BT has achieved a significant reduction in its lag (after the event) indicators. As a result of the policies, processes and practices described for managing occupational road risk BT has seen a six year improvement from >60 collisions per 1,000 vehicles to the current figure of <30. This is summarised in the diagram below:

Financial and other benefits

Although it works with Zurich to manage calamity claims, BT is essentially self insured. The company, therefore, views its expenditure on vehicles repairs as having an impact on its sales. With annual repair costs resulting from damage to its vehicles of just under £20m., this, this means that BT has to generate £100m worth of sales to pay for its collisions. This is equivalent of an additional 10 pence on its share price. BT is therefore, well aware of the financial benefits of managing its occupational road risk.

Although BT is ‘self insured’ for incidents up to £500,000, it has worked closely with its insurers and obtained substantial savings on both its motor fleet and employers liability premiums. BT’s fleet insurer, Zurich, has also helped to part fund several risk management initiatives, particularly its Driver of the Year competitions for the past few years – which include online tests to filter participants down to a manageable number to take part in an in-vehicle finals day.

Overall, during the past six year years BT has gained many benefits from this programme of work, not least:

  • Year on year incident reductions.
  • Substantial vehicle damage cost reductions.
  • Managers and drivers hit personal targets.
  • Raised profile, awareness and brand internally and externally, including major contribution to Corporate Social Responsibility (CSR) programme.
  • Led to internal and external funding for programme (eg Driver of Year prizes funded by insurer Zurich).
  • Cost effective targeting of interventions and training, at the 10% of drivers who were most ‘at-risk’ and 70% of drivers identified as being at ‘medium risk’.
  • Visibility, integration and Indexing of assessment data with previously ‘invisible’ training and crash data.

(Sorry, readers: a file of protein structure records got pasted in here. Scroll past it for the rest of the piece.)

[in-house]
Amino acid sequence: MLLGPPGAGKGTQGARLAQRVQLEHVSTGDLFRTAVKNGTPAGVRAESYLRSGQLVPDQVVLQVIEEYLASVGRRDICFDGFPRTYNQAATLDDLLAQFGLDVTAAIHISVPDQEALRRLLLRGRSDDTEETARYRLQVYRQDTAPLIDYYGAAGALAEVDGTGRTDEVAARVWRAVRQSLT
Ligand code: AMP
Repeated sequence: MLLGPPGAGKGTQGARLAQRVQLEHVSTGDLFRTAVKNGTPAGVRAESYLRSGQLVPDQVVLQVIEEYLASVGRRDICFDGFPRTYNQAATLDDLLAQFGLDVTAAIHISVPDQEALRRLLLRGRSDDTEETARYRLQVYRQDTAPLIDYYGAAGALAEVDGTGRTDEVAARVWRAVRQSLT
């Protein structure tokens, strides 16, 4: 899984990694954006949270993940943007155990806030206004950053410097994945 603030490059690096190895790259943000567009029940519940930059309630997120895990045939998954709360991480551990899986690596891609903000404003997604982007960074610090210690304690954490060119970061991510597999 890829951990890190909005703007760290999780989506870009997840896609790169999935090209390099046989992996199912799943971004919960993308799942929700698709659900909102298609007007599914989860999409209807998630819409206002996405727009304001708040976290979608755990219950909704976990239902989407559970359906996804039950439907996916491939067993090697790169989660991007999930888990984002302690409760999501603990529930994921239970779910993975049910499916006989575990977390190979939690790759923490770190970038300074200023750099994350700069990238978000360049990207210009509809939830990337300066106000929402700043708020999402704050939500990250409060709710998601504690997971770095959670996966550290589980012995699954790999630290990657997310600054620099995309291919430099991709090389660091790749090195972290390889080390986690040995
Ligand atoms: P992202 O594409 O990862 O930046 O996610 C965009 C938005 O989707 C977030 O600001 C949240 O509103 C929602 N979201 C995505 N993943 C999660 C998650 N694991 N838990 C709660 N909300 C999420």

• Reduced fleet’s calamity claims premium and improved insurer relationship.
  • Reduced employer’s Liability (EL) insurance costs.
  • Established safety credentials – 65,000 drivers risk assessed is worlds biggest ever programme, which has been based on sound science with support from Napier University.
  • Allowed proactive management of key Government agencies and regulators.
  • 14 element strategy approved by board to continue programme for next 3 years.

Lessons learned

The key lesson learnt is that there are no silver bullets in occupational road safety. For this reason BT has taken a holistic approach, based on the Haddon Matrix and clear application of well researched policies, procedures and processes.

Current and future developments

Despite the excellent results shown above BT is not perfect, and is not standing still. Effective occupational road safety is an on-going process rather than a one-off event.

Process and system developments are on-going, including rolling out the programme to new lines of business, piloting and implementing SaFED. Trials of Greenroad an in vehicle sensor continuously monitoring vehicle manoeuvres which gives immediate feedback to the driver and provides reports for Managers. Behavioural training, developing new targeted online training modules called RiskCOACH, upgrading to Version 2 of the RoadRISK driver assessment tool, implementing the Risk Foundation policy programme, electronic licensing checks with the DVLA and more effective use of and linkage of management information via Driver Indexing and highly detailed claims analysis.

BT is particularly keen to develop the lessons it has learnt through participation in the DfT sponsored Safe and Fuel Efficient Driving programme, has introduced Safed training promoting the key drivers in recognising the importance of the environmental agenda. BT is keen to ensure that its drivers understand the skills required to:

  • Drive safely.
  • Drive economically.
  • Drive with a knowledge-based, professional attitude.

All these initiatives will allow on-going and future countermeasures to be targeted at the greatest areas of risk within the organisation.

Additional information

BT’s performance in managing its occupational road risk has been recognised as follows:

  • 2003 Fleet Safety Forum Award for Excellence.
  • 2004 Prince Michael International Road Safety Award.
  • 2005 Fleet News Award.
  • 2007 Fleet Safety Forum Best Large Fleet Risk Management Programme.

< Back to list of case studies